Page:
Only 9 months in this big world, Amy has already been on quite an extraordinary journey with feeding. Like a lot of preemies, Amy (born at 25 weeks) found feeding enormously challenging. At many times it just seemed too much for her very fragile nervous system and was one of the main triggers for the severe apnoeas or “near-death spells” that kept in her hospital for that extra length of time. In fact, it was suggested by some health professionals that Amy shouldn’t and wouldn’t orally feed. However with the help of caffeine, which she is still taking now, Amy overcame this major hurdle, learned to feed (safely) from a bottle and was allowed home to us after 143 days in NICU.
At home feeding continued to be very challenging; the apnoeic episodes were replaced with bad reflux and then unsurprisingly Amy started to show signs of an oral aversion; battling and refusing every bottle every day. Naturally, weight gain became a bit of an issue and when Amy began to slip further and further down the grown chart, it was decided by her medical team that, at just 3 months corrected, it was time for the spoon.
I remember thinking “yikes” and memories of weaning my first baby came flooding back; I was like a crazy lady up to my eyes in steamed sweet potato and trying to figure out when, how and how much! And so I dug out the weaning chapter of my baby book again. First up, the developmental check list:
- Can your baby hold her head upright? Sort of.
- Can your baby sit up well? At 3 months? Most definitely not!
- Is your baby showing an interest in your food? Nope.
Needless to say, I put the ‘manual’ away. Instead I took out the baby cookbooks and started steaming! At first, Amy didn’t seem too impressed with all my efforts and refused point blank to even open her month. We battled on. I continued to wear my best jazz hands, sought out loads of advice and while Amy didn’t quite share my enthusiasm I knew we’d get there. Eventually about 6 weeks in, Amy finally opened her mouth and we haven’t looked back since. She’s almost 6 months corrected now, enjoying three meals a day and thankfully the weight is starting to creep back on.
Reflecting on the past 3 months of weaning, I am reminded once again that raising a preemie sure doesn’t conform to the guidebooks (but does any baby?!). That said, when it comes to Amy, I’m starting to see a pattern emerging: everything starts too soon, takes a little longer to get going but she gets there in the end and most importantly in her own time.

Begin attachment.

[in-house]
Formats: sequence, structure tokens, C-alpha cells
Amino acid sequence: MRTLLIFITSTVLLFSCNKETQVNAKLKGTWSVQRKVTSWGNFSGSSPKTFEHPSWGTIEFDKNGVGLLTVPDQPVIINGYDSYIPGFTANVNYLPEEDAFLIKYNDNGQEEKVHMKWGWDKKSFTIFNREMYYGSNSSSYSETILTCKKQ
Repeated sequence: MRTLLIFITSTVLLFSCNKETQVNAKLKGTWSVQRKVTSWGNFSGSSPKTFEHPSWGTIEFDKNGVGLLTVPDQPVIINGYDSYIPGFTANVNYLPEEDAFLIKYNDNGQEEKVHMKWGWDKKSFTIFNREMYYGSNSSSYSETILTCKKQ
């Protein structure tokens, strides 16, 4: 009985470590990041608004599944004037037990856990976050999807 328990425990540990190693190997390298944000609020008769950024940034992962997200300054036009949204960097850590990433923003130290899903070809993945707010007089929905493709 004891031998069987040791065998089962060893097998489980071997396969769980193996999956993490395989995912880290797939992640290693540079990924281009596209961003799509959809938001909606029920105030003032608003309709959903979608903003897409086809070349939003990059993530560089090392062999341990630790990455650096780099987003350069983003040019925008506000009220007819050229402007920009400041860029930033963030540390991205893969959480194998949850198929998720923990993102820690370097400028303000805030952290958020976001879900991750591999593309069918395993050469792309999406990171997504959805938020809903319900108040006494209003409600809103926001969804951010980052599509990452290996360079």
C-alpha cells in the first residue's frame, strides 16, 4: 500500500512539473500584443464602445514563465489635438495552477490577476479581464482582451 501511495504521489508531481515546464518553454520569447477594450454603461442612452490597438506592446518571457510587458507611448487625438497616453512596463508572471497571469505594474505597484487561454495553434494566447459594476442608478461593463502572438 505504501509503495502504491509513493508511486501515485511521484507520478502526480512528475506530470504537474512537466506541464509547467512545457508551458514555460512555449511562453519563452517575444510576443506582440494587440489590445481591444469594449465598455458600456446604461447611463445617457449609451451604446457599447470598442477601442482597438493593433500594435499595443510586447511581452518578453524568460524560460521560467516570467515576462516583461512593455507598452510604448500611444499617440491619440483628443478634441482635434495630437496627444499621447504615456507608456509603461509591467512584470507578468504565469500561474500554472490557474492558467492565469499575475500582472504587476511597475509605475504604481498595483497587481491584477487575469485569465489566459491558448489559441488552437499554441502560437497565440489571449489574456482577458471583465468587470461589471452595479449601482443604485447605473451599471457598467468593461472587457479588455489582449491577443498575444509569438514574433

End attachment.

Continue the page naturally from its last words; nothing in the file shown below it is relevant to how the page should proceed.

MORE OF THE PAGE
For parents in the thick of weaning, I thought I’d share some of the advice that we got along the way that really helped.
10 tips that might make weaning your preemie easier:
- Get advice – use all the resources available to you and especially the hospital dietitian. We also sought help from a Speech and Language Therapist which was really invaluable.
- Seating – if like Amy, your preemie is weaned earlier than 6 months corrected he/she may not be able to sit comfortably in a high chair so try feeding in a bouncer or a bumbo seat.
- Baby cookbooks –If I was to buy just one book I would really recommend Neven McGuire’s Baby & Toddler Cookbook it’s really great one that works though all the stages and has lots of recipies that the whole family will eat. I also found these ones good:
- Side spoon – a great tip I got from Amy’s Speech & Language Therapist, hold the spoon at a sideways angle to the mouth – it’s much easier for them to lick the food off this way.
- Company –apparently it’s great for babies’ feeding skills to see others eat too, so eat with your baby or feed older siblings at the same time.
- Fun – make feeding time as much fun as possible; put on some fun baby music or nursery rhymes and wear your best jazz hands!
- Bibs – it’s a messy affair so invest in a few wipeable bibs or sleeved ones are even better. Love these ones from Jo Jo Maman Bebe.
- Baby pots – love the Mummycooks Storage Pots for storing baby food and they come in lots of different sizes for the different stages of weaning.
- Be patient – weaning takes much longer with a preemie.
- Forget milestones and focus on progress – a preemie is unlikely to conform to the timelines outlined in our baby books so instead focus on the progress they are making.